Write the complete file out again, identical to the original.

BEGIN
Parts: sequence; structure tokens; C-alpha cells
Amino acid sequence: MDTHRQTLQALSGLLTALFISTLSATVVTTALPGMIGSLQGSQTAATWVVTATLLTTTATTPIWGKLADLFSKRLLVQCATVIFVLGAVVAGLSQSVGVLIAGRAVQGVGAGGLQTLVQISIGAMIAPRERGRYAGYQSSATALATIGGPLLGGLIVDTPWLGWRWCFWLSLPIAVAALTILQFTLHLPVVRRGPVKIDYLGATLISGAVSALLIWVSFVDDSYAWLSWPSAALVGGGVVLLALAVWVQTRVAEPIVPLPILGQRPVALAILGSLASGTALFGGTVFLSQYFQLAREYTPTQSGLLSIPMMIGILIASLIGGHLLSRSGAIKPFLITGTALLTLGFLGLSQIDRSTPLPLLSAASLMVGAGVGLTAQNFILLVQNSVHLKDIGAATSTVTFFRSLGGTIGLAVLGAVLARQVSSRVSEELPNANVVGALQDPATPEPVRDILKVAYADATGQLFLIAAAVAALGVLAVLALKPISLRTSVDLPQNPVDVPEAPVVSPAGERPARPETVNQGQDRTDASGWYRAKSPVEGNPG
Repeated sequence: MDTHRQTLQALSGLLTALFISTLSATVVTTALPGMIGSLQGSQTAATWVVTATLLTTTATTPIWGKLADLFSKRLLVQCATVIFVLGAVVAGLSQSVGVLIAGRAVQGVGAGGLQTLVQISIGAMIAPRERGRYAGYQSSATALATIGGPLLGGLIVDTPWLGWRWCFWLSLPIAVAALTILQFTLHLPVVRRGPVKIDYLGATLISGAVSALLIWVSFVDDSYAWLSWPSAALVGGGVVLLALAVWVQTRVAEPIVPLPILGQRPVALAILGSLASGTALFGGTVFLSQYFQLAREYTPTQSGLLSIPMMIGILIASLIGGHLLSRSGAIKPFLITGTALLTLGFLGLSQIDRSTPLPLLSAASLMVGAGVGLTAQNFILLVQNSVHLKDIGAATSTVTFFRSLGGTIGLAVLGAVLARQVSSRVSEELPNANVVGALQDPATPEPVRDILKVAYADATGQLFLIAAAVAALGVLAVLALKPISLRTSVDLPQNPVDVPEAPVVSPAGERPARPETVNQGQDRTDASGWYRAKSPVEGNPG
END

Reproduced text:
Parts: sequence; structure tokens; C-alpha cells
Amino acid sequence: MDTHRQTLQALSGLLTALFISTLSATVVTTALPGMIGSLQGSQTAATWVVTATLLTTTATTPIWGKLADLFSKRLLVQCATVIFVLGAVVAGLSQSVGVLIAGRAVQGVGAGGLQTLVQISIGAMIAPRERGRYAGYQSSATALATIGGPLLGGLIVDTPWLGWRWCFWLSLPIAVAALTILQFTLHLPVVRRGPVKIDYLGATLISGAVSALLIWVSFVDDSYAWLSWPSAALVGGGVVLLALAVWVQTRVAEPIVPLPILGQRPVALAILGSLASGTALFGGTVFLSQYFQLAREYTPTQSGLLSIPMMIGILIASLIGGHLLSRSGAIKPFLITGTALLTLGFLGLSQIDRSTPLPLLSAASLMVGAGVGLTAQNFILLVQNSVHLKDIGAATSTVTFFRSLGGTIGLAVLGAVLARQVSSRVSEELPNANVVGALQDPATPEPVRDILKVAYADATGQLFLIAAAVAALGVLAVLALKPISLRTSVDLPQNPVDVPEAPVVSPAGERPARPETVNQGQDRTDASGWYRAKSPVEGNPG
Repeated sequence: MDTHRQTLQALSGLLTALFISTLSATVVTTALPGMIGSLQGSQTAATWVVTATLLTTTATTPIWGKLADLFSKRLLVQCATVIFVLGAVVAGLSQSVGVLIAGRAVQGVGAGGLQTLVQISIGAMIAPRERGRYAGYQSSATALATIGGPLLGGLIVDTPWLGWRWCFWLSLPIAVAALTILQFTLHLPVVRRGPVKIDYLGATLISGAVSALLIWVSFVDDSYAWLSWPSAALVGGGVVLLALAVWVQTRVAEPIVPLPILGQRPVALAILGSLASGTALFGGTVFLSQYFQLAREYTPTQSGLLSIPMMIGILIASLIGGHLLSRSGAIKPFLITGTALLTLGFLGLSQIDRSTPLPLLSAASLMVGAGVGLTAQNFILLVQNSVHLKDIGAATSTVTFFRSLGGTIGLAVLGAVLARQVSSRVSEELPNANVVGALQDPATPEPVRDILKVAYADATGQLFLIAAAVAALGVLAVLALKPISLRTSVDLPQNPVDVPEAPVVSPAGERPARPETVNQGQDRTDASGWYRAKSPVEGNPG